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Gio Ponti

Italy (1891–1979)

The Milanese poly­math Gio Ponti believed that the quick­est path to beauty was simplic­ity. This, in itself, was a radical idea, but the hundred build­ings in 13 coun­tries Ponti built in his 87 years proved him right. His style promoted comfort and empha­sized a light­ness of spirit and mate­r­ial. Never one to rest on his laurels, Ponti also founded and directed the legendary Domus maga­zine, which changed the course of 20th Century design by intro­duc­ing a gener­a­tion of Italian design­ers to the work and ideas of Le Corbusier, Mies Van der Rohe, Marcel Breuer, and Charles and Ray Eames.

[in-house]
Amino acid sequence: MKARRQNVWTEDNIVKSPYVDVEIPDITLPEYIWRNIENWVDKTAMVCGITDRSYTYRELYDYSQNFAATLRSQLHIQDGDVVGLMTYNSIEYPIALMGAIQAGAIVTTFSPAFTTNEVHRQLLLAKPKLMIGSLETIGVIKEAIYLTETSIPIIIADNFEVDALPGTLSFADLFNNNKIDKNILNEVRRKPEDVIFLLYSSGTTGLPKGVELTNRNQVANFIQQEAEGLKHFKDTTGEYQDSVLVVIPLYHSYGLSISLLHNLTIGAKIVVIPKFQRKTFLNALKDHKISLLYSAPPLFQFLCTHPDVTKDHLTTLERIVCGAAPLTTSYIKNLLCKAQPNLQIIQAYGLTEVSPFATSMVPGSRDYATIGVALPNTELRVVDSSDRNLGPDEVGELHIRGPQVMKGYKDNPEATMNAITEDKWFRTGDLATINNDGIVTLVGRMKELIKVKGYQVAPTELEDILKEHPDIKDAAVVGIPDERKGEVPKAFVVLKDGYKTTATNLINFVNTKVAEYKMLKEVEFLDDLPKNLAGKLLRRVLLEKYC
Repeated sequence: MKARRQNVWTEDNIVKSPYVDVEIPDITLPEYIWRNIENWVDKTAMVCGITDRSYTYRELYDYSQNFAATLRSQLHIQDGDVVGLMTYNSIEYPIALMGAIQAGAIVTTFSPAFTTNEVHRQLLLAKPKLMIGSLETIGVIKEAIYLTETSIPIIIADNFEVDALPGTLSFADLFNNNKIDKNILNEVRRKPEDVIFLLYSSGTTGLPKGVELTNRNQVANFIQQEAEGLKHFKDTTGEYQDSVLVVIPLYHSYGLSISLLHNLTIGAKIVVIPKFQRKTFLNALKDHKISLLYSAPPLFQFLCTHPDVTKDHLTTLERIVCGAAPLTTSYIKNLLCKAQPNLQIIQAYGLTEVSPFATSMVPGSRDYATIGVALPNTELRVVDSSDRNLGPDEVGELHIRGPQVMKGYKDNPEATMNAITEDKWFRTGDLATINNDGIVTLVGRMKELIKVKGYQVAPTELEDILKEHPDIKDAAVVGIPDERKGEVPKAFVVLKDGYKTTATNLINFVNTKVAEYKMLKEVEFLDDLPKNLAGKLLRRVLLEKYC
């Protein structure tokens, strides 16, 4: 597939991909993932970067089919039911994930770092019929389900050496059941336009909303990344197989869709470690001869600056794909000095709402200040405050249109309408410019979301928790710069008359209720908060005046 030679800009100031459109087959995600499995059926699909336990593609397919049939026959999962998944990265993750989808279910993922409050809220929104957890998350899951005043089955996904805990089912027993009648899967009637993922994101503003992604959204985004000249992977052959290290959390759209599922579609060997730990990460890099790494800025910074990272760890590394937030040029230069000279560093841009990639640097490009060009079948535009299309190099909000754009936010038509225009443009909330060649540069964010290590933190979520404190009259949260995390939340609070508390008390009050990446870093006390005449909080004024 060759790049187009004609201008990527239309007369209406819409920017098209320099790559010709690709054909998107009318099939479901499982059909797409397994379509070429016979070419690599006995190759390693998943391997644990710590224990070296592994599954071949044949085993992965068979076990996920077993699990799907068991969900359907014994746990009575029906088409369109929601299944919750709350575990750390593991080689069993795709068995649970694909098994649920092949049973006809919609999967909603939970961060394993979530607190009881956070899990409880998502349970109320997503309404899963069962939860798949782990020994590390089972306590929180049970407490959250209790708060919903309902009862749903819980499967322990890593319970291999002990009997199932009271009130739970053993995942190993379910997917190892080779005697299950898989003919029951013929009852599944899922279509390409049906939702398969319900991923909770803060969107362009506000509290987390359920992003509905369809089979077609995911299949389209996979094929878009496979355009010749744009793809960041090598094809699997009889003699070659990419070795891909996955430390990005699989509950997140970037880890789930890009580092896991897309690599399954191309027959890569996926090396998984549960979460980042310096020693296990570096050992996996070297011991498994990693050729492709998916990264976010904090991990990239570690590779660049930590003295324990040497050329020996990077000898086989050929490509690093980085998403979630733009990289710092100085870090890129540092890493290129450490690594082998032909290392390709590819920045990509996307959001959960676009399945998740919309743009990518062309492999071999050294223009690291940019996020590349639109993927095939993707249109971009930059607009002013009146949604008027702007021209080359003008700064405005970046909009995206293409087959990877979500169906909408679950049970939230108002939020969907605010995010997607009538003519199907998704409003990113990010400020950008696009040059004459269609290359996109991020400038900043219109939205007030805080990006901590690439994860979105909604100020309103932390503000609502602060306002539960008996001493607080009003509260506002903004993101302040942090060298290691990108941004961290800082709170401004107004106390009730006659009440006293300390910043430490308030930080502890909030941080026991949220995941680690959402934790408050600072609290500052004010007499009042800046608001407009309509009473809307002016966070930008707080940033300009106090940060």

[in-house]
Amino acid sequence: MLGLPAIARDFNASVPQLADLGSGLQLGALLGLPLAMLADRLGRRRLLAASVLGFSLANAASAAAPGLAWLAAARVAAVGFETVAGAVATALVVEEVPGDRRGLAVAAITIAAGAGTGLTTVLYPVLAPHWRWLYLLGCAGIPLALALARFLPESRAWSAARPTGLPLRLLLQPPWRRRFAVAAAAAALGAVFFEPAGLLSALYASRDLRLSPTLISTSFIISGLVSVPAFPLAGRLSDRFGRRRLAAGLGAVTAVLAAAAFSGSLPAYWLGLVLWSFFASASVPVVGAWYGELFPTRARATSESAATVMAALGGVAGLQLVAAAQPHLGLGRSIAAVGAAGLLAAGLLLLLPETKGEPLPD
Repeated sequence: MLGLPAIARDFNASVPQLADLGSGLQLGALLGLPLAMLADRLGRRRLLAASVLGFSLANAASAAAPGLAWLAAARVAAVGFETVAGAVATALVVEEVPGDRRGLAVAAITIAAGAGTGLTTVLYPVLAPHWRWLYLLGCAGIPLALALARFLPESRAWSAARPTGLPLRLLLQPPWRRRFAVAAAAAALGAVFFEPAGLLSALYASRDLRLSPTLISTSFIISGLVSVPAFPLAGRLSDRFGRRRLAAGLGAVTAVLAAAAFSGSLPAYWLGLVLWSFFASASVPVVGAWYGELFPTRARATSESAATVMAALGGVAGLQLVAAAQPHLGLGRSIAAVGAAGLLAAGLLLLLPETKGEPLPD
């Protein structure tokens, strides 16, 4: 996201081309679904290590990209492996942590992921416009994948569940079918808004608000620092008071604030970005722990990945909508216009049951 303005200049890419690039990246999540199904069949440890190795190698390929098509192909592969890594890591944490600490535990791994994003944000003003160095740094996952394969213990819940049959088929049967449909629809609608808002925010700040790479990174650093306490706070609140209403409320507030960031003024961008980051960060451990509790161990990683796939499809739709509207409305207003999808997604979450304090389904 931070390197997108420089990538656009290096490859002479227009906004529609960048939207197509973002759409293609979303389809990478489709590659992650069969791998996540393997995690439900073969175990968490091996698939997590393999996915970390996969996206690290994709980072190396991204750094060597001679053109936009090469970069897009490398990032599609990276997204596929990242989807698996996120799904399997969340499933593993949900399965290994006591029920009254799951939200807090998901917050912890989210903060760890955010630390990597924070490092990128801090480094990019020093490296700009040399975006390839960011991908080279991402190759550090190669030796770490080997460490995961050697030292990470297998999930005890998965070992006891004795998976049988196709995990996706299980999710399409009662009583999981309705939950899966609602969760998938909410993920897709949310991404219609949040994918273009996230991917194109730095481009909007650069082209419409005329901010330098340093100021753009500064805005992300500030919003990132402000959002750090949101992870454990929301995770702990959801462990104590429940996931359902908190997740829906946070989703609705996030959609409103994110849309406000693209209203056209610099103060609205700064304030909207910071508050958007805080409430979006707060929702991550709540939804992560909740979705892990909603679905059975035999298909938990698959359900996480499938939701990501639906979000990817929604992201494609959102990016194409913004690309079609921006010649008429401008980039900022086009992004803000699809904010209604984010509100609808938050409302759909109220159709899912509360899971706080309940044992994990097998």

But this impact of his own work remains profound. His most famous skyscraper, the Pirelli Tower, took the au courant concrete-and-curtain wall block and faceted its sides, almost forming a smile. His resi­dences often eschewed walls of glass for float­ing facades that illu­mi­nated like movie screens. Most of all, his indus­trial design embod­ied an unfussy faith in sensu­al­ity: his 1948 La Pavoni espresso machine curves in all the right places, as do his mid-century perfume bottles of Murano glass made in collab­o­ra­tion with Piero Fornasetti. Most success­ful of all remains is Super­leg­gera Chair for Cassina, with a frame that bends back­wards to soothe the sitter and a cane seat so light­weight a child could lift it, and did, in its joyful ad campaign. 

Designs by Gio Ponti (1)